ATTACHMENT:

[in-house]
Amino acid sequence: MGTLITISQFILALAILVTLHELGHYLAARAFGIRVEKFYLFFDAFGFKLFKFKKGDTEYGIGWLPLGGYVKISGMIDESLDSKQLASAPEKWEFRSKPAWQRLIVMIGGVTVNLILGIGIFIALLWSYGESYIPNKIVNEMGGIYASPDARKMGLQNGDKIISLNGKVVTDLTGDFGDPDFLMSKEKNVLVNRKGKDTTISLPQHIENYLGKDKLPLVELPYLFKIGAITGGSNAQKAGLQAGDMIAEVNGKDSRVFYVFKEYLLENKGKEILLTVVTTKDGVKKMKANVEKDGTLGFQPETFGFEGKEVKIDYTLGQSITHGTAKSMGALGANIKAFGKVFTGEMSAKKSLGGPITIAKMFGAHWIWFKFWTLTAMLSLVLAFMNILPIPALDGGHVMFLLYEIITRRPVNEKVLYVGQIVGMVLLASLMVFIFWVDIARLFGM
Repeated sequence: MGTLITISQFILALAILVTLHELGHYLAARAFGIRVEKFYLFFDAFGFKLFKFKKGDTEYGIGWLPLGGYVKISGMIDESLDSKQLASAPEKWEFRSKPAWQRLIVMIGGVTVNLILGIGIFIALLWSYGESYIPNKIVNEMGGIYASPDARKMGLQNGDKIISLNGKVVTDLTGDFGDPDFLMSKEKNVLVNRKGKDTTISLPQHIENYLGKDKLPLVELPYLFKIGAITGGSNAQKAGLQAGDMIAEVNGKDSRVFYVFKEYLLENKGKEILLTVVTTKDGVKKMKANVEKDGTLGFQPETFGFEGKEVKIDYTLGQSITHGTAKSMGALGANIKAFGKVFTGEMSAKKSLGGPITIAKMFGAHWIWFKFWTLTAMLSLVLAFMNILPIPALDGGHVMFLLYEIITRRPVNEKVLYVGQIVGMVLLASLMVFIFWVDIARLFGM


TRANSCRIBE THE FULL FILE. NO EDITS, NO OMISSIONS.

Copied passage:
[in-house]
Amino acid sequence: MGTLITISQFILALAILVTLHELGHYLAARAFGIRVEKFYLFFDAFGFKLFKFKKGDTEYGIGWLPLGGYVKISGMIDESLDSKQLASAPEKWEFRSKPAWQRLIVMIGGVTVNLILGIGIFIALLWSYGESYIPNKIVNEMGGIYASPDARKMGLQNGDKIISLNGKVVTDLTGDFGDPDFLMSKEKNVLVNRKGKDTTISLPQHIENYLGKDKLPLVELPYLFKIGAITGGSNAQKAGLQAGDMIAEVNGKDSRVFYVFKEYLLENKGKEILLTVVTTKDGVKKMKANVEKDGTLGFQPETFGFEGKEVKIDYTLGQSITHGTAKSMGALGANIKAFGKVFTGEMSAKKSLGGPITIAKMFGAHWIWFKFWTLTAMLSLVLAFMNILPIPALDGGHVMFLLYEIITRRPVNEKVLYVGQIVGMVLLASLMVFIFWVDIARLFGM
Repeated sequence: MGTLITISQFILALAILVTLHELGHYLAARAFGIRVEKFYLFFDAFGFKLFKFKKGDTEYGIGWLPLGGYVKISGMIDESLDSKQLASAPEKWEFRSKPAWQRLIVMIGGVTVNLILGIGIFIALLWSYGESYIPNKIVNEMGGIYASPDARKMGLQNGDKIISLNGKVVTDLTGDFGDPDFLMSKEKNVLVNRKGKDTTISLPQHIENYLGKDKLPLVELPYLFKIGAITGGSNAQKAGLQAGDMIAEVNGKDSRVFYVFKEYLLENKGKEILLTVVTTKDGVKKMKANVEKDGTLGFQPETFGFEGKEVKIDYTLGQSITHGTAKSMGALGANIKAFGKVFTGEMSAKKSLGGPITIAKMFGAHWIWFKFWTLTAMLSLVLAFMNILPIPALDGGHVMFLLYEIITRRPVNEKVLYVGQIVGMVLLASLMVFIFWVDIARLFGM